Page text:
by WorldTribune Staff, September 5, 2016
North Korea decided to make its mark on the G20 Summit by firing three medium-range missiles into Japan’s air defense identification zone on Sept. 5.
Pyongyang’s move led to a rare face-t0-face meeting between Japanese Prime Minister Shinzo Abe and South Korean President Park Geun-Hye, who met on the sidelines of the summit after news of the missile launches broke.
The leaders of two nations strategically allied with the United States but beset by historical resentments dating from Japan’s occupation of Korea last century, agreed to cooperate on monitoring the situation a Japanese statement said.
The Rodong-class missiles were fired from a region south of the capital Pyongyang just after noon local time and flew about 1,000 kilometers (600 miles), hitting Japan’s air defense identification zone, the South’s Office of the Joint Chiefs of Staff said.
Japan’s Defense Ministry issued the following statement: “We are still analyzing details but this is a grave threat to our nation’s security, and we express deep concern,”
In 2014, the North fired two Rodong medium-range missiles just as Park and Abe were meeting U.S. President Barack Obama at the Hague to discuss responding to the North’s arms program.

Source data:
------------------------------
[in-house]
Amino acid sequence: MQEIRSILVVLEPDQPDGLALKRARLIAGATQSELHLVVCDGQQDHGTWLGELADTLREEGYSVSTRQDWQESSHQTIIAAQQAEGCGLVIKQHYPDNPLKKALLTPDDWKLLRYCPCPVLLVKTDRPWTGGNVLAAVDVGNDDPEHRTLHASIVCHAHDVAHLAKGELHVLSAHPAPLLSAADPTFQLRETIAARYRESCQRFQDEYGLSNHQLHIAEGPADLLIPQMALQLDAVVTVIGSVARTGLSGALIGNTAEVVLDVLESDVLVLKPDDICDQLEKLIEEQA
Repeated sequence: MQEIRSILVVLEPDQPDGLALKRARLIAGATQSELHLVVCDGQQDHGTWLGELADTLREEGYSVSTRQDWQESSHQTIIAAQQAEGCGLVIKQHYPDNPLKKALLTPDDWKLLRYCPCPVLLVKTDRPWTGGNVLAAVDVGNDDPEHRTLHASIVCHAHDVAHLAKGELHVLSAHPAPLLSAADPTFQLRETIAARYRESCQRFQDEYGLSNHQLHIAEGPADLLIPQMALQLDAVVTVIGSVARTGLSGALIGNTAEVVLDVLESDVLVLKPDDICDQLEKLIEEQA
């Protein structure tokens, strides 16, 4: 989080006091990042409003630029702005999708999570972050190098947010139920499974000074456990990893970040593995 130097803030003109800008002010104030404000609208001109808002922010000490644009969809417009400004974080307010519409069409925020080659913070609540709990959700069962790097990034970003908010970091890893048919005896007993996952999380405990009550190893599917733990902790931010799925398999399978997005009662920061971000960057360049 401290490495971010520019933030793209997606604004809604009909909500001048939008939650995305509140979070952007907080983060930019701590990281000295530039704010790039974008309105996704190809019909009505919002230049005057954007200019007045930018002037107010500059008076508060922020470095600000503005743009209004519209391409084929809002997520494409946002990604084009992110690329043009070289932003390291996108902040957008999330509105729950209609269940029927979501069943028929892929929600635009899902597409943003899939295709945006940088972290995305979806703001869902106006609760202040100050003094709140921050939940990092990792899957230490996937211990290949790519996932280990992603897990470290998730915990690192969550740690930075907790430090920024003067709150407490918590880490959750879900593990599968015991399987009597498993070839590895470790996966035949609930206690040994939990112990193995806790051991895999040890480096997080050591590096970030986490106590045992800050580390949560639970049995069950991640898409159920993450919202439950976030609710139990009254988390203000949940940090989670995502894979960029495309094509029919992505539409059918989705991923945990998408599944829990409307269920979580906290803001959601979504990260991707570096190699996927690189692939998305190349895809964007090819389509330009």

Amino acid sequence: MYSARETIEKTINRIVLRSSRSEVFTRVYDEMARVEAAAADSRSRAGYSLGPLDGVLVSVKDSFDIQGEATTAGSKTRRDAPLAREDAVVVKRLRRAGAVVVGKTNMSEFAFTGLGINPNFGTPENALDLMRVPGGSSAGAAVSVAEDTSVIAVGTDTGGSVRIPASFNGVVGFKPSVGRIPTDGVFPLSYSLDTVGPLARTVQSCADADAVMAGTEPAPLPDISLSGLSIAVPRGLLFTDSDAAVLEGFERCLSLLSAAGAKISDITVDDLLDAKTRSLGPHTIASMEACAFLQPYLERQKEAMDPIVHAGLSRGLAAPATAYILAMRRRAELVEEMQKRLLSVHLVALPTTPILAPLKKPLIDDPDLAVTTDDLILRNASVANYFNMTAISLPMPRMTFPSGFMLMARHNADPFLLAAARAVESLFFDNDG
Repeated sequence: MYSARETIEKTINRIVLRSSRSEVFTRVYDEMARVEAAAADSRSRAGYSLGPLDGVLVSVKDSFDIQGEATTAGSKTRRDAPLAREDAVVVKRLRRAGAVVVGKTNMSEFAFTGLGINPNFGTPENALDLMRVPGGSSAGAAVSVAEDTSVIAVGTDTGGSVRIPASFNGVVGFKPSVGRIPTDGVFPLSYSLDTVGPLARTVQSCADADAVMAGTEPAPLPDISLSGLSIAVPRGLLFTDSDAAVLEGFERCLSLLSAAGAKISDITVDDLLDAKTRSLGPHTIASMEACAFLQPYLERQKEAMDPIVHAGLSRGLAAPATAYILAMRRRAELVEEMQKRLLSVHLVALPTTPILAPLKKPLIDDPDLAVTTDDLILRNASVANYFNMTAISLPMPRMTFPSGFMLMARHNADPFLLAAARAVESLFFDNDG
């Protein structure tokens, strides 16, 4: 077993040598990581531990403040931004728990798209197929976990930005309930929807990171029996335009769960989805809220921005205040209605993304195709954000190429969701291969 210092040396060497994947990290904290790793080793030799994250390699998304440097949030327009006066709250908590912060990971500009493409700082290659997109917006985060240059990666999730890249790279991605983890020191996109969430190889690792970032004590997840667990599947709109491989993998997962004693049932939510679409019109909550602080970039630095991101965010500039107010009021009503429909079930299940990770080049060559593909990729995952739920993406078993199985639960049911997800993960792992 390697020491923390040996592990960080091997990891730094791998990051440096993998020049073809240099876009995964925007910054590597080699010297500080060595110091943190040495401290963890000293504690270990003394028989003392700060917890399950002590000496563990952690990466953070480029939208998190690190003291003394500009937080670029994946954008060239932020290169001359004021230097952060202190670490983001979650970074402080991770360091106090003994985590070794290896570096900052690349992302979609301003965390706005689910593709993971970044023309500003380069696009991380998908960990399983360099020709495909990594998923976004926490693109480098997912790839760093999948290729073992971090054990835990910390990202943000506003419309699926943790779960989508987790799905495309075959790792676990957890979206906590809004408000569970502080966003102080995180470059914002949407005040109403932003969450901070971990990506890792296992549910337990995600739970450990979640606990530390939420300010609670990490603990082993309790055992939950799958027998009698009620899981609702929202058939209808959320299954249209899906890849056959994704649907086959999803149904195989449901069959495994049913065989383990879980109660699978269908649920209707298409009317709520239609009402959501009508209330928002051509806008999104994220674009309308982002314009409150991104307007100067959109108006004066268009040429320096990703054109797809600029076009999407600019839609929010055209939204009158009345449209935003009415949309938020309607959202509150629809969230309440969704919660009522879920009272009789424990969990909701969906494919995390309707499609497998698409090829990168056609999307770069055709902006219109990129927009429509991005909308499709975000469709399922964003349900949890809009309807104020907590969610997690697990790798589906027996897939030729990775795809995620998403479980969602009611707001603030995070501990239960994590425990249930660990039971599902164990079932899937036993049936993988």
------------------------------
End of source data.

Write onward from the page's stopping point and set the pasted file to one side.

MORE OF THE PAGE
The latest missiles launched by the Kim Jong-Un regime also came just hours after Park had met with Chinese President Xi Jinping on the G20 sidelines in Hangzhou.
A Yonhap report said that Park had told Xi that the North’s fourth nuclear test and its ballistic missile launches this year threatened regional peace and posed a challenge to South Korea’s ties with China.
Xi is said to have reaffirmed China’s commitment to the denuclearization of the Korean peninsula, China’s state news agency Xinhua reported on Sept. 5.
Xi also told Park that Beijing opposed the proposed deployment of a THAAD anti-missile system in South Korea, which Seoul and the United States have said is designed to counter an increasing missile threat from North Korea.
Park said that a THAAD deployment would not threaten any other country’s security interests and would not be needed if the North’s nuclear issue was resolved, Yonhap reported.